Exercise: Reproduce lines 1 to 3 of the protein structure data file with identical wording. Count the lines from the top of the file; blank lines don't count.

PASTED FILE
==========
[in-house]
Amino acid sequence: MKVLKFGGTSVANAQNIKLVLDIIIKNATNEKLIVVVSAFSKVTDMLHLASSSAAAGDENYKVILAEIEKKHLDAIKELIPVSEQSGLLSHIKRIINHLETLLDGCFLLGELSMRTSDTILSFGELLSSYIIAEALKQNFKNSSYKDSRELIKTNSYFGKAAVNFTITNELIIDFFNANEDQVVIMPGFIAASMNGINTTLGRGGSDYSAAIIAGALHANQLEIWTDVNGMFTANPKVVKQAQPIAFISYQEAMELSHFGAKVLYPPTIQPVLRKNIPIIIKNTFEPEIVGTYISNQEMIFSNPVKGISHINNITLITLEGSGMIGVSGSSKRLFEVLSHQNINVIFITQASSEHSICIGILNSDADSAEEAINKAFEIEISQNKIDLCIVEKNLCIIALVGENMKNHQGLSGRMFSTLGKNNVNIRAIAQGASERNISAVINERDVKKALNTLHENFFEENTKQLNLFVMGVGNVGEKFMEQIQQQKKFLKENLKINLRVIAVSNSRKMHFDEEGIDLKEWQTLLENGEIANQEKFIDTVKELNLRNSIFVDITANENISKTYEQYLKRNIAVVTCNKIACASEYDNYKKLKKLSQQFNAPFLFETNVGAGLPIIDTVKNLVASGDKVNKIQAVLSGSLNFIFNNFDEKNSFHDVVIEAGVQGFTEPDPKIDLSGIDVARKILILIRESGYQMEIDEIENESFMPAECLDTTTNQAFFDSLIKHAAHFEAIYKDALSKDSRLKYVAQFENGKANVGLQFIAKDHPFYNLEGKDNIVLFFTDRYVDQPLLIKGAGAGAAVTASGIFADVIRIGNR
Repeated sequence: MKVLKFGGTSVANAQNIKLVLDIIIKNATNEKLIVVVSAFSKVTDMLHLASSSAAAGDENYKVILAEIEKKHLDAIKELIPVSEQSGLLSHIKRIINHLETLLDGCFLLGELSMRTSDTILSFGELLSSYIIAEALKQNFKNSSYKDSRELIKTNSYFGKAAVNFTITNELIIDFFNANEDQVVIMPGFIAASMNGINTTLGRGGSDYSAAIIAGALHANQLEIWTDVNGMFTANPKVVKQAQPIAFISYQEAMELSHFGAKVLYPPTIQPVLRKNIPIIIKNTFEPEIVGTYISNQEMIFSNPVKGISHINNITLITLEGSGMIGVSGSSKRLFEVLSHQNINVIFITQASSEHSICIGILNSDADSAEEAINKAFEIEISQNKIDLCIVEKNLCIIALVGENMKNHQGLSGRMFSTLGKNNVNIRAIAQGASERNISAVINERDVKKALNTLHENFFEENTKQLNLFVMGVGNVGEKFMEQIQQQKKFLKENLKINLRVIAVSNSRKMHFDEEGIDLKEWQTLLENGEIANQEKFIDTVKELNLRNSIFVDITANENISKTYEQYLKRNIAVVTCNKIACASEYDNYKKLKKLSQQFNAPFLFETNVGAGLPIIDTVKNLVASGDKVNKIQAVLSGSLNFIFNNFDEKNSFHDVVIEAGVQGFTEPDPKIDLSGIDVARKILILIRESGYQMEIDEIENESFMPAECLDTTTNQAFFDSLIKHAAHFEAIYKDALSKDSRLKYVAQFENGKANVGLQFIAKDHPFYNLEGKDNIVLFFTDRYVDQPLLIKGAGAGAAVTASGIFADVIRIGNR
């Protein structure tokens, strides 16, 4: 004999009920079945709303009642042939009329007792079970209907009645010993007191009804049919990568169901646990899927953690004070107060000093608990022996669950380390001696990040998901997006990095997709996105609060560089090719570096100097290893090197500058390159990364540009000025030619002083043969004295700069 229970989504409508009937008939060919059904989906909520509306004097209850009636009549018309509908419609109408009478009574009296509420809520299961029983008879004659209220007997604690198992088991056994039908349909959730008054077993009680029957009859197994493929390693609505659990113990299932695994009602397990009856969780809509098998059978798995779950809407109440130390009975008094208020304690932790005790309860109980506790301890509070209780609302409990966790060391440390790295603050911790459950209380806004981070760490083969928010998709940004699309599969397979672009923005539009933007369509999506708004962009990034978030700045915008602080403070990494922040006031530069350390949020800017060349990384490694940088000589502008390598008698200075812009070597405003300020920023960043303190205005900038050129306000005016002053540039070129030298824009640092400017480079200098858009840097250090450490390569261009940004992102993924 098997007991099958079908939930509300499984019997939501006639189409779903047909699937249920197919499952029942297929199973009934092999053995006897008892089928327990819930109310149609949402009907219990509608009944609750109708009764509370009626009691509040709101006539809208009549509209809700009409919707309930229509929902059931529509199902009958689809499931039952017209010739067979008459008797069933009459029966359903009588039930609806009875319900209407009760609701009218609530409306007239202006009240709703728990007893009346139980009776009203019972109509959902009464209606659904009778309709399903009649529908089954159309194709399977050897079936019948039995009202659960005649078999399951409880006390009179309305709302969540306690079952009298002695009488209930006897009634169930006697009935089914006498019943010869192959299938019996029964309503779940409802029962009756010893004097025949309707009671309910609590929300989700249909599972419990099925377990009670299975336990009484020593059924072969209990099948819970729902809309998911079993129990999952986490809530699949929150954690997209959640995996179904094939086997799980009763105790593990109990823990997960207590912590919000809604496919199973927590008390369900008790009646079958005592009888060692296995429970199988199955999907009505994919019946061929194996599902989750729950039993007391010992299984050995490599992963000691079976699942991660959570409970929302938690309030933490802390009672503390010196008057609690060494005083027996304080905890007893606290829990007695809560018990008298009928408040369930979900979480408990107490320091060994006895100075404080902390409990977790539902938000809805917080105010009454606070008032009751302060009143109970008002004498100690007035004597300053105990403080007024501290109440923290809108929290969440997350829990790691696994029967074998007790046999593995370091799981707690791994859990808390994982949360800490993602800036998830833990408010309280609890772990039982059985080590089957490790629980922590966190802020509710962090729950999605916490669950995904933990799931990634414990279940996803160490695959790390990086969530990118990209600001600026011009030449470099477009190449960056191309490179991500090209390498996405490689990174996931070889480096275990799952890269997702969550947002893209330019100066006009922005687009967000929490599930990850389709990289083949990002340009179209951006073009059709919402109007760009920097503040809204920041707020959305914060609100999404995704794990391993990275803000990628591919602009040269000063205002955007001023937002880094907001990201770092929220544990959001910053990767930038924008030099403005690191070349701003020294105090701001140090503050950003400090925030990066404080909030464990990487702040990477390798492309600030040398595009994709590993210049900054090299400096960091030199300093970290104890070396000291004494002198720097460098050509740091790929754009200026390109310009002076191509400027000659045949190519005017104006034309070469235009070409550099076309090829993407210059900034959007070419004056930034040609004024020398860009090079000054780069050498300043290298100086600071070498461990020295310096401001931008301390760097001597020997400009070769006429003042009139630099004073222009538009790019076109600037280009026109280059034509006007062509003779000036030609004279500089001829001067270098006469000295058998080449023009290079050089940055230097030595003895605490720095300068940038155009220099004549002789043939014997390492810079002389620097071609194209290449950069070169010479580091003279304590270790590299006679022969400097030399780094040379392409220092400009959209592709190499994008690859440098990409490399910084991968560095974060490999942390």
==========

[in-house]
Amino acid sequence: MKVLKFGGTSVANAQNIKLVLDIIIKNATNEKLIVVVSAFSKVTDMLHLASSSAAAGDENYKVILAEIEKKHLDAIKELIPVSEQSGLLSHIKRIINHLETLLDGCFLLGELSMRTSDTILSFGELLSSYIIAEALKQNFKNSSYKDSRELIKTNSYFGKAAVNFTITNELIIDFFNANEDQVVIMPGFIAASMNGINTTLGRGGSDYSAAIIAGALHANQLEIWTDVNGMFTANPKVVKQAQPIAFISYQEAMELSHFGAKVLYPPTIQPVLRKNIPIIIKNTFEPEIVGTYISNQEMIFSNPVKGISHINNITLITLEGSGMIGVSGSSKRLFEVLSHQNINVIFITQASSEHSICIGILNSDADSAEEAINKAFEIEISQNKIDLCIVEKNLCIIALVGENMKNHQGLSGRMFSTLGKNNVNIRAIAQGASERNISAVINERDVKKALNTLHENFFEENTKQLNLFVMGVGNVGEKFMEQIQQQKKFLKENLKINLRVIAVSNSRKMHFDEEGIDLKEWQTLLENGEIANQEKFIDTVKELNLRNSIFVDITANENISKTYEQYLKRNIAVVTCNKIACASEYDNYKKLKKLSQQFNAPFLFETNVGAGLPIIDTVKNLVASGDKVNKIQAVLSGSLNFIFNNFDEKNSFHDVVIEAGVQGFTEPDPKIDLSGIDVARKILILIRESGYQMEIDEIENESFMPAECLDTTTNQAFFDSLIKHAAHFEAIYKDALSKDSRLKYVAQFENGKANVGLQFIAKDHPFYNLEGKDNIVLFFTDRYVDQPLLIKGAGAGAAVTASGIFADVIRIGNR
Repeated sequence: MKVLKFGGTSVANAQNIKLVLDIIIKNATNEKLIVVVSAFSKVTDMLHLASSSAAAGDENYKVILAEIEKKHLDAIKELIPVSEQSGLLSHIKRIINHLETLLDGCFLLGELSMRTSDTILSFGELLSSYIIAEALKQNFKNSSYKDSRELIKTNSYFGKAAVNFTITNELIIDFFNANEDQVVIMPGFIAASMNGINTTLGRGGSDYSAAIIAGALHANQLEIWTDVNGMFTANPKVVKQAQPIAFISYQEAMELSHFGAKVLYPPTIQPVLRKNIPIIIKNTFEPEIVGTYISNQEMIFSNPVKGISHINNITLITLEGSGMIGVSGSSKRLFEVLSHQNINVIFITQASSEHSICIGILNSDADSAEEAINKAFEIEISQNKIDLCIVEKNLCIIALVGENMKNHQGLSGRMFSTLGKNNVNIRAIAQGASERNISAVINERDVKKALNTLHENFFEENTKQLNLFVMGVGNVGEKFMEQIQQQKKFLKENLKINLRVIAVSNSRKMHFDEEGIDLKEWQTLLENGEIANQEKFIDTVKELNLRNSIFVDITANENISKTYEQYLKRNIAVVTCNKIACASEYDNYKKLKKLSQQFNAPFLFETNVGAGLPIIDTVKNLVASGDKVNKIQAVLSGSLNFIFNNFDEKNSFHDVVIEAGVQGFTEPDPKIDLSGIDVARKILILIRESGYQMEIDEIENESFMPAECLDTTTNQAFFDSLIKHAAHFEAIYKDALSKDSRLKYVAQFENGKANVGLQFIAKDHPFYNLEGKDNIVLFFTDRYVDQPLLIKGAGAGAAVTASGIFADVIRIGNR